I covered a couple of my colleague's classes yesterday so he could attend a math conference. The afternoon class was a somewhat boisterous grade 10 group. I was asked to teach students how to find the greatest common factor, and if I had time, introduce them to more general factoring techniques.

I decided that the greatest common factor is a topic students find relatively easy, and so I just showed some examples of how to do it (actually, I drew the "how to" out of the class by asking them questions, but this is my standard technique) after verifying that they understood the distributive principle. I then assigned some practice problems, which then each student wrote their solution up on the board, and we discussed. I then showed students a couple of different techniques for multiplying binomials (like (x+2)(x+3) for example).

Next, I put up the following 4 questions.

1. x^{2} + 7x + 12

2. 2x^{2} + 7x + 3

3. x^{2} - 25

4. x^{3} + 8

I asked students to try and figure out how to write these expressions as one set of brackets times another, just like with the example from before, but I suggested to them that what we are trying to do is undo the distributive rule.

I went around the room and encouraged students, gave them hints when they needed them, asked them questions to prod their thinking, and observed their problem solving strategies. Students were engaged in the problem solving activity for a good 30 minutes. Once some of the students' attentions started to wane a bit, I gave them a sheet with a description of how to do factoring by grouping and some problems to work on the back.

A group of students though really dove into question 4, which, as you may notice is actually quite a bit more difficult than the other three problems. I ended up having to give students two hints: I told them that the expression broke into two factors, one of which was (x+2) and the other of which was three terms long. The group of students worked feverishly on solving the 4th problem for a good twenty minutes, and then all of a sudden, one of the girls in the group leapt out of her seat and screamed, "I GOT IT!! YES!!" I circled around to see if she had the right answer, asked her how she was so sure it was right (she had multiplied everything back through using the distributive rule), and then gave her group x^{3}+27 to solve (which she did quickly) and then x^{3 }+ a^{3} to solve.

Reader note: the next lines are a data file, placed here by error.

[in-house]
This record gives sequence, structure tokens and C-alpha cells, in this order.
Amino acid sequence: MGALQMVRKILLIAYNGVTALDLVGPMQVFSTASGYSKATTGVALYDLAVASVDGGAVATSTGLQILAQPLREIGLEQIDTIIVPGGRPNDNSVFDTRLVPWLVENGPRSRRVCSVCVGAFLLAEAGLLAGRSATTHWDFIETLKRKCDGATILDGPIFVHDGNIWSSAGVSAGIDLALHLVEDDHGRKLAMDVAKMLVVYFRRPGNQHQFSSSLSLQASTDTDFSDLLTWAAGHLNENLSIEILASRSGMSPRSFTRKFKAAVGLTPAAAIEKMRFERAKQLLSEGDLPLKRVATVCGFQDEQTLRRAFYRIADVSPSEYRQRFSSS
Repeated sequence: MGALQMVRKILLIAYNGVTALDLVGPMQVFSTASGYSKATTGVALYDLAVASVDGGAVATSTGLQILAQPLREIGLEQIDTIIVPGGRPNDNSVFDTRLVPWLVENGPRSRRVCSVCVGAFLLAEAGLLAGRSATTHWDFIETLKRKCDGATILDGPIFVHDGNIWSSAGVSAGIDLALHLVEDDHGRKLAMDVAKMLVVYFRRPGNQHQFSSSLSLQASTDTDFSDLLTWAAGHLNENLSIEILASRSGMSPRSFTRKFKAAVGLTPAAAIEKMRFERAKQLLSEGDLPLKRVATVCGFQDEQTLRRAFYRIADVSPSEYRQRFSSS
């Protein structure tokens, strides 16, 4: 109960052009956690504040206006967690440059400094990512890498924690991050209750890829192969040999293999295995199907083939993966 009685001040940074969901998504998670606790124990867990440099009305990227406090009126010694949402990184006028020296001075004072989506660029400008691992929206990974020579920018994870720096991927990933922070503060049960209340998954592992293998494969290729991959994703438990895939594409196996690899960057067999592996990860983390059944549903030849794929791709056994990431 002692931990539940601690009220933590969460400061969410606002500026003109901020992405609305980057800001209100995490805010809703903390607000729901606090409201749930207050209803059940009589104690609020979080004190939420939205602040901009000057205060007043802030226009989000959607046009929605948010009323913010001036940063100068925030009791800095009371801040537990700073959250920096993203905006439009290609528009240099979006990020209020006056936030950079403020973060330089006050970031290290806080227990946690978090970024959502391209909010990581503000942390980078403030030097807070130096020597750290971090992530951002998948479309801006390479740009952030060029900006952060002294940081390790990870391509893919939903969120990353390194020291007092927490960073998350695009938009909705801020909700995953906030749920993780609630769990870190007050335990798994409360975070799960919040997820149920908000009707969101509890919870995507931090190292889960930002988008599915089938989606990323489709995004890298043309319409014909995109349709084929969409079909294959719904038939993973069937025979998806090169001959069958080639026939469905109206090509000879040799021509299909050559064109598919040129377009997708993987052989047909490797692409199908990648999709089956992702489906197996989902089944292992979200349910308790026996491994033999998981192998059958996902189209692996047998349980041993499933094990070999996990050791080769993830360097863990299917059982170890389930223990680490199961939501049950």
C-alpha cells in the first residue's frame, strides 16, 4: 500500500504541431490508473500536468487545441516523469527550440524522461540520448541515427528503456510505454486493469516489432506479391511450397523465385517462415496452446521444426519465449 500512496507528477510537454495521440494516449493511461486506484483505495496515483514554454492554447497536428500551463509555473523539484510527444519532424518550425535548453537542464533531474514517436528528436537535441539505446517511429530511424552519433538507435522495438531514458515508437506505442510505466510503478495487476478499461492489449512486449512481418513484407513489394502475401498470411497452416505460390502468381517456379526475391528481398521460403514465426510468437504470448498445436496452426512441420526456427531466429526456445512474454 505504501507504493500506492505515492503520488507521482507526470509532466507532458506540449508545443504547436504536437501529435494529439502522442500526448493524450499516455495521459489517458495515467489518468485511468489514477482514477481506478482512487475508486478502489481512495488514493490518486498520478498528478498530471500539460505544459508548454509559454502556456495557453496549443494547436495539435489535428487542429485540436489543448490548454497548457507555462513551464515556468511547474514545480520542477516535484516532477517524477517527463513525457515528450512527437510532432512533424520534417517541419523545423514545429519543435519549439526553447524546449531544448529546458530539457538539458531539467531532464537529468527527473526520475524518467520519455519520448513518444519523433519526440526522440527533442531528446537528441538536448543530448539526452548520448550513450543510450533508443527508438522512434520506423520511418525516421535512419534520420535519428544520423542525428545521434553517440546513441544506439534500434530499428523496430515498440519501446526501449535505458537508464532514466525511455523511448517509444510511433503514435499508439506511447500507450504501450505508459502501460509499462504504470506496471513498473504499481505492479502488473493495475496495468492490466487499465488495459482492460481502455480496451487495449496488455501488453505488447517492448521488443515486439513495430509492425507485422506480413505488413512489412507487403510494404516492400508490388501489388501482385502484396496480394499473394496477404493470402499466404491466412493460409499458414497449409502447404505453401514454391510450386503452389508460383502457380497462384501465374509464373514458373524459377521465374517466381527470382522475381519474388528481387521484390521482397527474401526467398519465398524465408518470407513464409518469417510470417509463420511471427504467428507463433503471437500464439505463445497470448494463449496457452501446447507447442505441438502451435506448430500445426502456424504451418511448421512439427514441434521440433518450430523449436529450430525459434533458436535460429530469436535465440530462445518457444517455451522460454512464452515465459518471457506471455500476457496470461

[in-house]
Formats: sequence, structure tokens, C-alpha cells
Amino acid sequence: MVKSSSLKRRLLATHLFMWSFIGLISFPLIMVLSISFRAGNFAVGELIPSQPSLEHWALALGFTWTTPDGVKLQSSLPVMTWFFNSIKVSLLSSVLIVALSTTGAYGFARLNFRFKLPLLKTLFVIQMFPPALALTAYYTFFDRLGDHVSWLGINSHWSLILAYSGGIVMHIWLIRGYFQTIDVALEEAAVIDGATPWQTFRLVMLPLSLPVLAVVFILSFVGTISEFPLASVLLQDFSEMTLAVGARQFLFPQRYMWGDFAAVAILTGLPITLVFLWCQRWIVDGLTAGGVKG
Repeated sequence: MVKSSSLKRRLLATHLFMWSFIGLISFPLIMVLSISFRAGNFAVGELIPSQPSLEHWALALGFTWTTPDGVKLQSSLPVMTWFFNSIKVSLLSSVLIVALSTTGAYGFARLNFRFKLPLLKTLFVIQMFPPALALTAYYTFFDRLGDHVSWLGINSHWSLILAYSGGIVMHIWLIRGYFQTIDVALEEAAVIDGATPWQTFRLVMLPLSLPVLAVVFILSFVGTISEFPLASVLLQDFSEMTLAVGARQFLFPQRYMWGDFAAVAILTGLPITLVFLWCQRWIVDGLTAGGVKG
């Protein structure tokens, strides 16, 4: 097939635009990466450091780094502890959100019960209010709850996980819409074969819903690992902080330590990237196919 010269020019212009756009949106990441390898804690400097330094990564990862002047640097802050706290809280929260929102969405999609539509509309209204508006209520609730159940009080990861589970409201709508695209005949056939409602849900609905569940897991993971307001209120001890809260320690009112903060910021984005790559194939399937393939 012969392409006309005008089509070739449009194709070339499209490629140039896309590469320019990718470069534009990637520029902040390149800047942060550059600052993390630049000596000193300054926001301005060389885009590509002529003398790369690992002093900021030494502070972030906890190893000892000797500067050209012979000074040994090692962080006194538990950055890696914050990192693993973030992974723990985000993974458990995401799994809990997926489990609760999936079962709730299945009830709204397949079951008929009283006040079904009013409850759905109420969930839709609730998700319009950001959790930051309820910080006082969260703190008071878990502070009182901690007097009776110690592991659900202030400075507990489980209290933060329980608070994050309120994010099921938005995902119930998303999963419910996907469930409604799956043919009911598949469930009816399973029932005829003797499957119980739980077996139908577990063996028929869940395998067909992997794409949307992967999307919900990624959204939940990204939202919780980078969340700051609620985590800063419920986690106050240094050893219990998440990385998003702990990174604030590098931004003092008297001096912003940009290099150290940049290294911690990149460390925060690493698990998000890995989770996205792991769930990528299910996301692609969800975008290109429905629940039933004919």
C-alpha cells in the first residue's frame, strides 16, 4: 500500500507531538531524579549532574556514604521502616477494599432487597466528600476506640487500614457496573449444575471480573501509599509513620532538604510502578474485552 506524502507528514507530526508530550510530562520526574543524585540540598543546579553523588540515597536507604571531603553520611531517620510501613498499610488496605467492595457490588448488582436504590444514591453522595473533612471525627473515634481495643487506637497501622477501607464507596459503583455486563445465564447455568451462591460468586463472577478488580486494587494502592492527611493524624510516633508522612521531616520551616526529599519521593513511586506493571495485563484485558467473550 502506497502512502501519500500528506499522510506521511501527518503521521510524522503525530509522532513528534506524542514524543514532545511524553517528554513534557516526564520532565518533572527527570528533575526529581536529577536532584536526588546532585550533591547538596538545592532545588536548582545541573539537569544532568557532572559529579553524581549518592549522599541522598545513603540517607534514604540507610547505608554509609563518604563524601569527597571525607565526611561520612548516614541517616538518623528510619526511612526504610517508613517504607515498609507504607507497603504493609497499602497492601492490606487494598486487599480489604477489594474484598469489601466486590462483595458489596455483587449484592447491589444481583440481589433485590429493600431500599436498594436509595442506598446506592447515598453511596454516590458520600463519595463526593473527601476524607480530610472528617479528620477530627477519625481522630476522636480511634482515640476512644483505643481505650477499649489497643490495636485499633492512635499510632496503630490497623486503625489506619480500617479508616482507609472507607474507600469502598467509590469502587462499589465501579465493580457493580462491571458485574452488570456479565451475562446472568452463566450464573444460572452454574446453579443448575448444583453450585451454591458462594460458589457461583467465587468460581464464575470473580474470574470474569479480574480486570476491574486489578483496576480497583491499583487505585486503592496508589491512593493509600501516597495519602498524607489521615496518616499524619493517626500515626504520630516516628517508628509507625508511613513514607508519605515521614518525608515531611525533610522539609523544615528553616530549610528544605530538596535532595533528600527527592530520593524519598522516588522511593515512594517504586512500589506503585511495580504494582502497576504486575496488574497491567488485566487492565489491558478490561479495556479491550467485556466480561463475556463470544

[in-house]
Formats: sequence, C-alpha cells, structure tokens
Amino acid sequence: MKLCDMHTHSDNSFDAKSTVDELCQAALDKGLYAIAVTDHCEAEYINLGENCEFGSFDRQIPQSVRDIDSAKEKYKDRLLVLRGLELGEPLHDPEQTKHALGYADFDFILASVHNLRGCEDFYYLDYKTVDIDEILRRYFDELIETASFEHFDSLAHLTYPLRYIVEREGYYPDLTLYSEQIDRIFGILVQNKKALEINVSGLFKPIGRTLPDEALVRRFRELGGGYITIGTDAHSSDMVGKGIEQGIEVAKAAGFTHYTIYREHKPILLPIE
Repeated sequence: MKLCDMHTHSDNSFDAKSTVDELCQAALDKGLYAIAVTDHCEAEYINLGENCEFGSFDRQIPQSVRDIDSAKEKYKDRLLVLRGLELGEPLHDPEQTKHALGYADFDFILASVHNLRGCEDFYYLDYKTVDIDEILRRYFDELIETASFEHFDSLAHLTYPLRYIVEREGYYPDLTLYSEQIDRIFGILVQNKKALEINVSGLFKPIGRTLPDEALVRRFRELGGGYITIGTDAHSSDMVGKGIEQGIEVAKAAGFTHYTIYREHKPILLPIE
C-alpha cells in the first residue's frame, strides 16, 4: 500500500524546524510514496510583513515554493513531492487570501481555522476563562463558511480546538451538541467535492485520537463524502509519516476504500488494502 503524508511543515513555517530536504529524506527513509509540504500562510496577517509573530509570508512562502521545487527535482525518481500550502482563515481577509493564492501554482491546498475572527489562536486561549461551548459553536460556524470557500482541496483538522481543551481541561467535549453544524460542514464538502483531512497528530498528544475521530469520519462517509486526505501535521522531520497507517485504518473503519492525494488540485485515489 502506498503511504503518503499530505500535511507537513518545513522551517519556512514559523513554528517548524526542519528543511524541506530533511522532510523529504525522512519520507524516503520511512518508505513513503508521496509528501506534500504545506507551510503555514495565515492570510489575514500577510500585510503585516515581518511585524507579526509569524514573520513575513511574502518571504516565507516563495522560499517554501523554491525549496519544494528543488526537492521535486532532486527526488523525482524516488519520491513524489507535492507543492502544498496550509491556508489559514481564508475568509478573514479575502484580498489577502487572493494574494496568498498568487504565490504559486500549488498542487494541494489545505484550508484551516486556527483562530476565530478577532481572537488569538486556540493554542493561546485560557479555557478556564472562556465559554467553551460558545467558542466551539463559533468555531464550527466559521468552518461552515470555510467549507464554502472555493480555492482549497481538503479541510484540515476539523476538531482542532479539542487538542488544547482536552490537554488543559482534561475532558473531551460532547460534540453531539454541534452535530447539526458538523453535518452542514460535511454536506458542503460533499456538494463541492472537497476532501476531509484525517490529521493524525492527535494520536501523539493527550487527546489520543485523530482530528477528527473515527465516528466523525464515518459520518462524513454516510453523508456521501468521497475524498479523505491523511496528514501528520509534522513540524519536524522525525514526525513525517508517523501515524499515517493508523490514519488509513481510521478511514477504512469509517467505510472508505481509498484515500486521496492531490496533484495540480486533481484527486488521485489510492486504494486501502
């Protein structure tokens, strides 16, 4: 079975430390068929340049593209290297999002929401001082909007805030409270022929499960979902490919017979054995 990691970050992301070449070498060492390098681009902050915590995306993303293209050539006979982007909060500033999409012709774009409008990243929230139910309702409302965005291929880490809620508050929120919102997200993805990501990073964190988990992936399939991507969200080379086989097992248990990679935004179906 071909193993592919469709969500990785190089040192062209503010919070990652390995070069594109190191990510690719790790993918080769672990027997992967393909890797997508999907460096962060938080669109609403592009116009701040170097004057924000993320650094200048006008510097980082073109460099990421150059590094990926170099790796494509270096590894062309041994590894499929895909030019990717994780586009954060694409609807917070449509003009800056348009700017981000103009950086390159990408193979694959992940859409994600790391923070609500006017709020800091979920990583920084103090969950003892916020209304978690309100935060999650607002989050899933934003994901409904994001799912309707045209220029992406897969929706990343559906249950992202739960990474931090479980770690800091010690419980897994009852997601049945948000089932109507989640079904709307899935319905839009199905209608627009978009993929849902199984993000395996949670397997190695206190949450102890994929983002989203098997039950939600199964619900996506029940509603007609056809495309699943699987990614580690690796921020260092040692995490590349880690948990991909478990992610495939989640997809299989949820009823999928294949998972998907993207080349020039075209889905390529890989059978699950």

At 5:30pm that night, I received an email from the girl, excitedly telling me how she had an inspiration while she was on the bus home on how to solve the general question, and had then figured out the general formula for how to factor a sum of cubes.

I emailed her back and congratulated her on becoming a mathematician.

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David is a Formative Assessment Specialist for Mathematics at **New Visions for Public Schools** in NYC. He has been teaching since 2002, and has worked in Brooklyn, London, Bangkok, and Vancouver before moving back to the United States. He has his **Masters degree in Educational Technology from UBC**, and is the **co-author of a mathematics textbook**. He has been published in **ISTE's Leading and Learning**, **Educational Technology Solutions**, **The Software Developers Journal**, **The Bangkok Post** and **Edutopia**. He blogs with the **Cooperative Catalyst**, and is the **Assessment group facilitator for Edutopia**. He has also helped organize the first **Edcamp in Canada**, and **TEDxKIDS@BC**.

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